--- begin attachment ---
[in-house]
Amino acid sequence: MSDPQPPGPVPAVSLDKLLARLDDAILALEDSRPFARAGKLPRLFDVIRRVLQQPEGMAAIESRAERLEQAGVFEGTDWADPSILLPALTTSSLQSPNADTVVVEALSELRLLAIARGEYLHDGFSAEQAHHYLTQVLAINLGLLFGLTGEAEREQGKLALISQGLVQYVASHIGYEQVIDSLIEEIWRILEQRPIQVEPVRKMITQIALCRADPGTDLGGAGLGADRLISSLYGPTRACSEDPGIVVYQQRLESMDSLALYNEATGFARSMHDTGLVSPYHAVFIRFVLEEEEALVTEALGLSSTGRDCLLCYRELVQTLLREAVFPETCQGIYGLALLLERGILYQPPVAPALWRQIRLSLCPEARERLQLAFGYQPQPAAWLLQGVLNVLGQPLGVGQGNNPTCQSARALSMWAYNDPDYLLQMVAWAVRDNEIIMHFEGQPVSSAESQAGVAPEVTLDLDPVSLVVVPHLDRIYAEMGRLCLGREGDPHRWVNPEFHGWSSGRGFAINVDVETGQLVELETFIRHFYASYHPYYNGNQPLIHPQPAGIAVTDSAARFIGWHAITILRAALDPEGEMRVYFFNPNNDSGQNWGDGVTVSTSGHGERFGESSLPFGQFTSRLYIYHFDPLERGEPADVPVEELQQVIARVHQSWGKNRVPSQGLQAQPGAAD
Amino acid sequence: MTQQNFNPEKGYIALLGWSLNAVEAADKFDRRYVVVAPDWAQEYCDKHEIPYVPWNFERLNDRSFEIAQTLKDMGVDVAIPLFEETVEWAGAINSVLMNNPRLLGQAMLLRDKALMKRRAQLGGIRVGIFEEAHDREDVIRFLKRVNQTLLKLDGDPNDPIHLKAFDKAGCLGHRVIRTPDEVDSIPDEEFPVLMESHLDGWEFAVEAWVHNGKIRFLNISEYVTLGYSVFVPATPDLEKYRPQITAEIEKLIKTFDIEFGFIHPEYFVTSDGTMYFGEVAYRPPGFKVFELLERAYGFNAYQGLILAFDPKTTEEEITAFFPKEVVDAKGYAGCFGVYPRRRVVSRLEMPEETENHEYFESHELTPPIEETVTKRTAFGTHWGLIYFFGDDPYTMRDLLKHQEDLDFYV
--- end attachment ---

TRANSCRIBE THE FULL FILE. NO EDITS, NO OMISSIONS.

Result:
[in-house]
Amino acid sequence: MSDPQPPGPVPAVSLDKLLARLDDAILALEDSRPFARAGKLPRLFDVIRRVLQQPEGMAAIESRAERLEQAGVFEGTDWADPSILLPALTTSSLQSPNADTVVVEALSELRLLAIARGEYLHDGFSAEQAHHYLTQVLAINLGLLFGLTGEAEREQGKLALISQGLVQYVASHIGYEQVIDSLIEEIWRILEQRPIQVEPVRKMITQIALCRADPGTDLGGAGLGADRLISSLYGPTRACSEDPGIVVYQQRLESMDSLALYNEATGFARSMHDTGLVSPYHAVFIRFVLEEEEALVTEALGLSSTGRDCLLCYRELVQTLLREAVFPETCQGIYGLALLLERGILYQPPVAPALWRQIRLSLCPEARERLQLAFGYQPQPAAWLLQGVLNVLGQPLGVGQGNNPTCQSARALSMWAYNDPDYLLQMVAWAVRDNEIIMHFEGQPVSSAESQAGVAPEVTLDLDPVSLVVVPHLDRIYAEMGRLCLGREGDPHRWVNPEFHGWSSGRGFAINVDVETGQLVELETFIRHFYASYHPYYNGNQPLIHPQPAGIAVTDSAARFIGWHAITILRAALDPEGEMRVYFFNPNNDSGQNWGDGVTVSTSGHGERFGESSLPFGQFTSRLYIYHFDPLERGEPADVPVEELQQVIARVHQSWGKNRVPSQGLQAQPGAAD
Amino acid sequence: MTQQNFNPEKGYIALLGWSLNAVEAADKFDRRYVVVAPDWAQEYCDKHEIPYVPWNFERLNDRSFEIAQTLKDMGVDVAIPLFEETVEWAGAINSVLMNNPRLLGQAMLLRDKALMKRRAQLGGIRVGIFEEAHDREDVIRFLKRVNQTLLKLDGDPNDPIHLKAFDKAGCLGHRVIRTPDEVDSIPDEEFPVLMESHLDGWEFAVEAWVHNGKIRFLNISEYVTLGYSVFVPATPDLEKYRPQITAEIEKLIKTFDIEFGFIHPEYFVTSDGTMYFGEVAYRPPGFKVFELLERAYGFNAYQGLILAFDPKTTEEEITAFFPKEVVDAKGYAGCFGVYPRRRVVSRLEMPEETENHEYFESHELTPPIEETVTKRTAFGTHWGLIYFFGDDPYTMRDLLKHQEDLDFYV